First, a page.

Fig. 2. Frame Structure of Cognitive Radio

A threshold is defined as per the specification of grade of services. If test value of Y[n] is greater than threshold then, alternate hypothesis H1 is assumed to be accepted else null hypothesis H0 is accepted.

Fig. 3. Classification of Spectrum Sensing Techniques

Sensing accuracy is determined by Receiver Operating Characteristic (ROC) curves. These curves are the plot of probability of false alarm with probability of accurate detection or plot of probability of miss detection with probability of false alarm. These probabilities can be formulated as under:

2) Cyclostationary Detection (CSD) This method utilizes the cyclostationary features like operating frequency, required bandwidth, frame format and modulation types from received signal of PU statistics like mean, cyclic correlation and autocorrelation. Periodicity in the signal causes cyclostationary features [13].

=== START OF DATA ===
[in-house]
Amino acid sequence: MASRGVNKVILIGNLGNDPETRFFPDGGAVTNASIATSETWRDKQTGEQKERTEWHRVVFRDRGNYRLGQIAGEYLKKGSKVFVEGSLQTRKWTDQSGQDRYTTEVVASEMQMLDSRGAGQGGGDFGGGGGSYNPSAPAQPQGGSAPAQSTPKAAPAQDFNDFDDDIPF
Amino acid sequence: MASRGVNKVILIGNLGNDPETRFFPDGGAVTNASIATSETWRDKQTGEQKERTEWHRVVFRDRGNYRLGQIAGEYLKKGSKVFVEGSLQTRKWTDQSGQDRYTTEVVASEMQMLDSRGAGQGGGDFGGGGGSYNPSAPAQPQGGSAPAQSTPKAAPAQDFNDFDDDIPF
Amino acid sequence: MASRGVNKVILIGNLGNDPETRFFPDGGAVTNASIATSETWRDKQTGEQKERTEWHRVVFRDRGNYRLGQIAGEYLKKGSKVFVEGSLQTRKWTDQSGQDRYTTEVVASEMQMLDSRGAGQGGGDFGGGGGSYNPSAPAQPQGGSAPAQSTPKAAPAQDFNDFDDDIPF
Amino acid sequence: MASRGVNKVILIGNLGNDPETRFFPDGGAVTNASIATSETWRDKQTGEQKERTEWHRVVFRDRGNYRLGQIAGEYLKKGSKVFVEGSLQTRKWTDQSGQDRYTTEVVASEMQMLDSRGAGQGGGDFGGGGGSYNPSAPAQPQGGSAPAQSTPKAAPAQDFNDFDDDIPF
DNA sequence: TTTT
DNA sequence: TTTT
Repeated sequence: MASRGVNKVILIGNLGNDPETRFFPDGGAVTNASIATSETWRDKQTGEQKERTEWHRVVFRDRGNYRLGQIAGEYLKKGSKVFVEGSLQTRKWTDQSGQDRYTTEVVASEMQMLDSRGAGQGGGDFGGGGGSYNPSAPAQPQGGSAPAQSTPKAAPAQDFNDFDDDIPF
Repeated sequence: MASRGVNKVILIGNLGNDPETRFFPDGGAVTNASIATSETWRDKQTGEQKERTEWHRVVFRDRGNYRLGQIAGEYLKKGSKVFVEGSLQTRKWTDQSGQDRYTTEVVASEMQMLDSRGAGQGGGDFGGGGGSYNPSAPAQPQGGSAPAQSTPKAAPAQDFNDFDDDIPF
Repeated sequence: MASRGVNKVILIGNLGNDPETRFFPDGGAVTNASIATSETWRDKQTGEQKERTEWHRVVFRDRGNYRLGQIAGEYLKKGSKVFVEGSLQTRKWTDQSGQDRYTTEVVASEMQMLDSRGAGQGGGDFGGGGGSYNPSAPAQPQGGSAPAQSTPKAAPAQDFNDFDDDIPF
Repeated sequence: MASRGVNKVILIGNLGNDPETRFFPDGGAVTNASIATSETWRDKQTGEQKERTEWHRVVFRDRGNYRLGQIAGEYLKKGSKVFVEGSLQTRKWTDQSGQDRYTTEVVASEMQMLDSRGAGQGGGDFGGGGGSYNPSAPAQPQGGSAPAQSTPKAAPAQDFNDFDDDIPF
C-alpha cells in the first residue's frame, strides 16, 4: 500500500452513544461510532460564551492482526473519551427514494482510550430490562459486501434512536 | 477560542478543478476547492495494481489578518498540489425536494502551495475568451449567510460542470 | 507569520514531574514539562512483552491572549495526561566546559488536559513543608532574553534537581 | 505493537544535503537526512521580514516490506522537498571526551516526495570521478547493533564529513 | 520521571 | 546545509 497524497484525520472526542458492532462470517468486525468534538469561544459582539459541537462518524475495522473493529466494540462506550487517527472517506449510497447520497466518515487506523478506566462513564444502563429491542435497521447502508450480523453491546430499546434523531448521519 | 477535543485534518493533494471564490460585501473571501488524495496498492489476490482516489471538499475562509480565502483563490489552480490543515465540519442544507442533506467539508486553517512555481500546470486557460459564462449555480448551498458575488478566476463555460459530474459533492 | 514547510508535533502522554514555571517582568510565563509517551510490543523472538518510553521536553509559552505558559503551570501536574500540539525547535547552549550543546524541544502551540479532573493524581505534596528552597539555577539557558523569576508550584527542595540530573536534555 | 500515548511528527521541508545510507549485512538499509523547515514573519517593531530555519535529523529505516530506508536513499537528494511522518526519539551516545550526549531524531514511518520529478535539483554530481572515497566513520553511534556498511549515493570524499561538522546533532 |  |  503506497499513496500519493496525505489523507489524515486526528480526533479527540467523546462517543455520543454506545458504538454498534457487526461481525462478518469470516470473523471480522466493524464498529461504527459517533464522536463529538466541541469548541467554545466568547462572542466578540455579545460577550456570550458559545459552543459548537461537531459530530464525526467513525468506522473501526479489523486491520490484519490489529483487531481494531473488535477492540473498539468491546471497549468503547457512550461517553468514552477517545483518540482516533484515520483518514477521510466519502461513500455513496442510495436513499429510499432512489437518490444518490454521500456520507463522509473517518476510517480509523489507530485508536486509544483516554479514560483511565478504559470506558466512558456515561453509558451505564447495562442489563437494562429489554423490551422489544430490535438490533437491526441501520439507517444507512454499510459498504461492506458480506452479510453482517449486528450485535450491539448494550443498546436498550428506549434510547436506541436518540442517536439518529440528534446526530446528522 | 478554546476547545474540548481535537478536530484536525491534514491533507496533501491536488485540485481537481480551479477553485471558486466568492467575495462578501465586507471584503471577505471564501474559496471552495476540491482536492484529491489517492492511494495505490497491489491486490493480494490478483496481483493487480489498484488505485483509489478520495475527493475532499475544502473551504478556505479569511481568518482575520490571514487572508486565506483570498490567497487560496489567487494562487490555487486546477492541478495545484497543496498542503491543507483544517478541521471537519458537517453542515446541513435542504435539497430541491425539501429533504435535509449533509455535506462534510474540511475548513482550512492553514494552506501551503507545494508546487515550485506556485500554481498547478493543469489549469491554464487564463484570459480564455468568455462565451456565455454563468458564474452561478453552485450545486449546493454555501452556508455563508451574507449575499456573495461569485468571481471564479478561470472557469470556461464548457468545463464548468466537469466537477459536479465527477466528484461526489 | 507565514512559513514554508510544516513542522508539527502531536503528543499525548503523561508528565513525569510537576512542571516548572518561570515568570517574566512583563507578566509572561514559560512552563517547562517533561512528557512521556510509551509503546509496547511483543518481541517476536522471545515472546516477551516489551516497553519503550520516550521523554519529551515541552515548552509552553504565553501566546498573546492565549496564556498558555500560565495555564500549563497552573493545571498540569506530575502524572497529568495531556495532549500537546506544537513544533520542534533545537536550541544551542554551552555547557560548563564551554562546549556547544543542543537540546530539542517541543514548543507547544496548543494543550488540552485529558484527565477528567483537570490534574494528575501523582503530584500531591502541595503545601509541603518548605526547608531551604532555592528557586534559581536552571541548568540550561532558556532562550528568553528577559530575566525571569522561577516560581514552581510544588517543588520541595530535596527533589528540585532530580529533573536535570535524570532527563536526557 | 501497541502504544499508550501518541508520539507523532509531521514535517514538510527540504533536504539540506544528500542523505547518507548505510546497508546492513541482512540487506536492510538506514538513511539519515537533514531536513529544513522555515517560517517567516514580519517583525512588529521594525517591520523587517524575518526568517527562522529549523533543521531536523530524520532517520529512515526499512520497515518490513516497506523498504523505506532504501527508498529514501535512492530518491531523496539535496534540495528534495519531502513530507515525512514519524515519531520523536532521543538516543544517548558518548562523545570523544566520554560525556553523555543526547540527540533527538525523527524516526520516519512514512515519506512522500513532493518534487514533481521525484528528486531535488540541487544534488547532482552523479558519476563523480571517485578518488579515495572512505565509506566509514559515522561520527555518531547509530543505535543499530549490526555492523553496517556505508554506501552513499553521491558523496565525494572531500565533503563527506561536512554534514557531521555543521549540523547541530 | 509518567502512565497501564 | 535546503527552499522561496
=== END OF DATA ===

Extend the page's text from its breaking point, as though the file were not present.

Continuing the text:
Probability of detection: It is the probability that CR user will declare the presence of PU truly when it is present. A miss in detection of PU will lead to interference with the PU.

The robustness to uncertainty in noise power and propagation channel makes it attractive. However, there is need for high sampling rate. As large number of samples are